Ticino ‘making war’ on cross-border workers

Switzerland's strong economy is drawing more cross-border workers than ever before but the trend has given rise to a heated debate in the Italian-speaking canton of Ticino.

Ticino 'making war' on cross-border workers
Around one in four workers in the Swiss canton of Ticino lives in Italy. File photo: AFP

Around 298,000 foreign-based employees commuted to Switzerland to work in the second quarter of 2015, a rise of 3.4 percent on a year ago, new figures show.

Some 105,000 of these workers — known in French as frontaliers and in German as Grenzgänger — crossed the border to work in Switzerland’s French-speaking cantons, the figures show, while around 70,000 travelled to workplaces in the region around Basel.

But it’s the close to 63,000 foreign-based workers in Ticino that continue to capture headlines.

This group now make up roughly a quarter of all workers in the diminutive canton, with many residents complaining about what they see as an influx of workers prepared to work for lower wages.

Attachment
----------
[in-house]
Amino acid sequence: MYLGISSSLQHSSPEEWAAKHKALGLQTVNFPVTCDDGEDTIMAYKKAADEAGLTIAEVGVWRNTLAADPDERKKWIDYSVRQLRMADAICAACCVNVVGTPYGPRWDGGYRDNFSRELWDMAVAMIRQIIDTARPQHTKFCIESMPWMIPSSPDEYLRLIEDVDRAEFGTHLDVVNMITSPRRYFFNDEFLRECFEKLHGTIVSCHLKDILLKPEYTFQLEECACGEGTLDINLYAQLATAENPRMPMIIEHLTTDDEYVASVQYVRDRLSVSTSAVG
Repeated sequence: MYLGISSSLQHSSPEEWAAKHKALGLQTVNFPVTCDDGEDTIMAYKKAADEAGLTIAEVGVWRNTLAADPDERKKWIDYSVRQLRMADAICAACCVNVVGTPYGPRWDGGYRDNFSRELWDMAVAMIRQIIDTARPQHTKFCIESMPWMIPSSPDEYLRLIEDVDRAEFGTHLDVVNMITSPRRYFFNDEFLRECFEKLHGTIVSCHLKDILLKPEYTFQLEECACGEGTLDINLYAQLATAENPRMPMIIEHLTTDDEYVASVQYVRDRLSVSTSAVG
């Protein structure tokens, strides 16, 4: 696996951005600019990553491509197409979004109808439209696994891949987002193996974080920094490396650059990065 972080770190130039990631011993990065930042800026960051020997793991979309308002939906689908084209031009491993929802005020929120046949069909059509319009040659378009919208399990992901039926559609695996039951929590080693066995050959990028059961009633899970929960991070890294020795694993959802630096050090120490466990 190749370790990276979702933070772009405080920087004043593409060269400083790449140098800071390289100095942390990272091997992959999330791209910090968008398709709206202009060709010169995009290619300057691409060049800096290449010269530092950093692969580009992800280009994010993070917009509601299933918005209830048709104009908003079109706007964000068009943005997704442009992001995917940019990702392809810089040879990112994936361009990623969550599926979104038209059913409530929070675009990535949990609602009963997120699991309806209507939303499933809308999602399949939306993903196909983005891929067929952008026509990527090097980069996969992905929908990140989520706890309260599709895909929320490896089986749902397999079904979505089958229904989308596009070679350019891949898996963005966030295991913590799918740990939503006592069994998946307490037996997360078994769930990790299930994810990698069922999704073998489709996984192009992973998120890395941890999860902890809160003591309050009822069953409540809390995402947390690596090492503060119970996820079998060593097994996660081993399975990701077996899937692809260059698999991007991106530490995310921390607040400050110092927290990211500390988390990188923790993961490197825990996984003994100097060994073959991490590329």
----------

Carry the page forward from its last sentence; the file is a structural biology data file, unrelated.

In 2014, Ticino responded by raising taxes on ‘frontalieri’, and in April this year authorities in Ticino imposed tougher conditions on cross-border workers including a requirement that Italian nationals supply a copy of their criminal record.

The move infuriated Rome with the Swiss ambassador hauled in front of Italy’s foreign affairs minister to explain what Italy said was a violation of international treaties.

This week, the spotlight was back on Ticino after France’s Le Monde newspaper reported on a controversial scheme in the region which has seen businesses placing stickers in prominent positions declaring what percentage of their workforce is Swiss-based.

The move instigated by the mayor of Claro has been described as a form of ‘apartheid’ on the Italian side of the border, according to Le Monde. But cantonal authorities in Ticino are now looking at implementing the system more broadly.

The anti-frontalier mentality can be seen elsewhere too, the French paper reports, recalling a story from May in which a Burger King in the town of Coldrerio offered 30 percent discounts to people in cars with Ticino number plates.

But none of this criticism concerns Roberta Pantani, a national councillor with Ticino's nationalist Ticino League.

“Italy can't afford to get angry with us and Brussels can think what it wants,” she told Le Monde.


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